• June 30, 2015
  • By Donna Fluss, president, DMG Consulting

Make Choice Your Calling Card

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Letting the customer have control over interactions—that's the goal of preference management, a relatively new category of application that is gathering steam. The concept is simple: invite the people your organization contacts to tell you how (and when) they prefer to be reached, whether by phone, email, Facebook, etc. Even better, these solutions let customers choose another method if the first approach is unsuccessful, and some let people select a preference for each hour of the day.

Besides being a great approach to service—most people like to feel in control—preference management solutions resolve the need for explicit authorization to comply with mobile phone regulatory requirements, as people who share their contact preferences are clearly authorizing an organization to contact them.


The concept behind these solutions is wonderful, with benefits for both companies and their customers and prospects. But there are obstacles. For one thing, these solutions are not so easy to implement. Companies must select a preference management solution, and the options are limited. A few stand-alone solutions exist, but others are sold as a component or module of a larger suite. For example, it's logical for preference management to be a module in an outbound solution. It also makes sense for preference management capabilities to be tied to Web sites and CRM applications. There are a few out-of-the-box integrations for these types of solutions, but they're still highly limited. This means that the integration effort and cost will be the responsibility of the end-user organization, which many companies do not find appealing.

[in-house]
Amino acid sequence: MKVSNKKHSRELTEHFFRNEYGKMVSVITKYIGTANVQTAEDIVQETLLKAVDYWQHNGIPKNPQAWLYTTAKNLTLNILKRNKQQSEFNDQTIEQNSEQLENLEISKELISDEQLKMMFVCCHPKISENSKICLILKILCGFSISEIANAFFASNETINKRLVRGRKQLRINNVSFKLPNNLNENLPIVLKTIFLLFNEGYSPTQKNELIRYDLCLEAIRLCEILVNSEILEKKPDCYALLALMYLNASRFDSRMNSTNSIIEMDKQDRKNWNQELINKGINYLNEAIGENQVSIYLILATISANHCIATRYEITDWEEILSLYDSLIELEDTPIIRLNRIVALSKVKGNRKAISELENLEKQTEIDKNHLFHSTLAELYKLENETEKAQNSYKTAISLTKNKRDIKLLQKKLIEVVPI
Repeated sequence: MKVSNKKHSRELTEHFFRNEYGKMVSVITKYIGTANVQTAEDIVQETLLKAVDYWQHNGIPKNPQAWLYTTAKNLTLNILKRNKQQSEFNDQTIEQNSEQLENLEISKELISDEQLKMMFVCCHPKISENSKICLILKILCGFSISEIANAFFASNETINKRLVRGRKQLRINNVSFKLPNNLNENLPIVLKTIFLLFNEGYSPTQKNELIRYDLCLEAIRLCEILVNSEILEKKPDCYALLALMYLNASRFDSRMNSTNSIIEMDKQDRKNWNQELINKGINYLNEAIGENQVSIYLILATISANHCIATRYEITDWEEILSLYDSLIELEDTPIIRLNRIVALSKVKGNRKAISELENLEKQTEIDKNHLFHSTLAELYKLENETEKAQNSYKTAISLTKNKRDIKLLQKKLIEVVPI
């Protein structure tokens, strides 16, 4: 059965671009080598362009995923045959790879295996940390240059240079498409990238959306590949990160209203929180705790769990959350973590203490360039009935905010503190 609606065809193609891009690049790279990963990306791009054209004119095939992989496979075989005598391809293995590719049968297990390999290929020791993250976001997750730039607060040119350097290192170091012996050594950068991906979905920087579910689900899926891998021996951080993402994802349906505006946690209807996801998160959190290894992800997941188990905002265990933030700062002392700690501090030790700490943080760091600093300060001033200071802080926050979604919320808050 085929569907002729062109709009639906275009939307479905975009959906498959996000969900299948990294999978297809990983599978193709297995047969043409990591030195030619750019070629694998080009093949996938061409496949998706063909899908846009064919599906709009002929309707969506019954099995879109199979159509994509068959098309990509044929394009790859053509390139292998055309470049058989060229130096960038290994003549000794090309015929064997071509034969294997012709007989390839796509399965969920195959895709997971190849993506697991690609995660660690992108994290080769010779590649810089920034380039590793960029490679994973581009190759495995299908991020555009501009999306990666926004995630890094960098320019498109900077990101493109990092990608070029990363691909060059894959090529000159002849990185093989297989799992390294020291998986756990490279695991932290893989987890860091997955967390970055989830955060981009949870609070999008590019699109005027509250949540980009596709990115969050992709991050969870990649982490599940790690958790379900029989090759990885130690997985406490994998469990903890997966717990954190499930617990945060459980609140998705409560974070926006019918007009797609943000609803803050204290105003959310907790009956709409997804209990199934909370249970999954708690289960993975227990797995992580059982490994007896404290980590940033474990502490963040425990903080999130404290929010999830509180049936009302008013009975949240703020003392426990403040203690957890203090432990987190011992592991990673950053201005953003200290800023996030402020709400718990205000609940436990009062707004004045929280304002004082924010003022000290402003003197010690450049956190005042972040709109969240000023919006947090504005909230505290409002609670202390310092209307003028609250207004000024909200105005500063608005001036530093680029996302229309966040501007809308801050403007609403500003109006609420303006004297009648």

Then, should an organization be willing to take on the integration effort, there's the challenge of figuring out how to effectively incorporate customers' preferences into all of the workflows. Clearly, preference management should be used to drive proactive customer care initiatives, also referred to as outbound dialing and outbound notification. But preference management should also be associated with social outreach, Web site activities, and the more traditional sales and service initiatives that are tied to the CRM environment.

In other words, to be truly effective, preference management solutions need to be an integral component of many different systems and processes. While all this sounds daunting—and it is—it remains a good idea to invest in such a solution.


As noted above, implementing a preference management system will not be easy, particularly if you have a well-established servicing infrastructure, which is often a polite way of saying a highly dated and possibly even mainframe-based environment. This is one area where many companies get stuck. They want preference management but are unwilling (or possibly lack the budget) to make the types of system and infrastructure changes necessary to incorporate the solution throughout the enterprise.

Therefore, DMG suggests a different approach. While it would be wonderful for an organization and its customers to apply preference management to all customer-facing activities from the get-go, it might be more practical to start with one process or business function, such as traditional outbound activities, Web sites, or social programs. Once preference management gets going in one environment and begins to realize benefits for customers and the brand, it’s likely that more resources and support will become available to roll it out to additional functions and environments. While this approach may take a little longer, it improves the chances for success—and reduces the risk.

Donna Fluss (donnafluss@dmgconsult.com) is founder and principal of DMG Consulting, a provider of contact center and analytics research, marketing analysis, and consulting.

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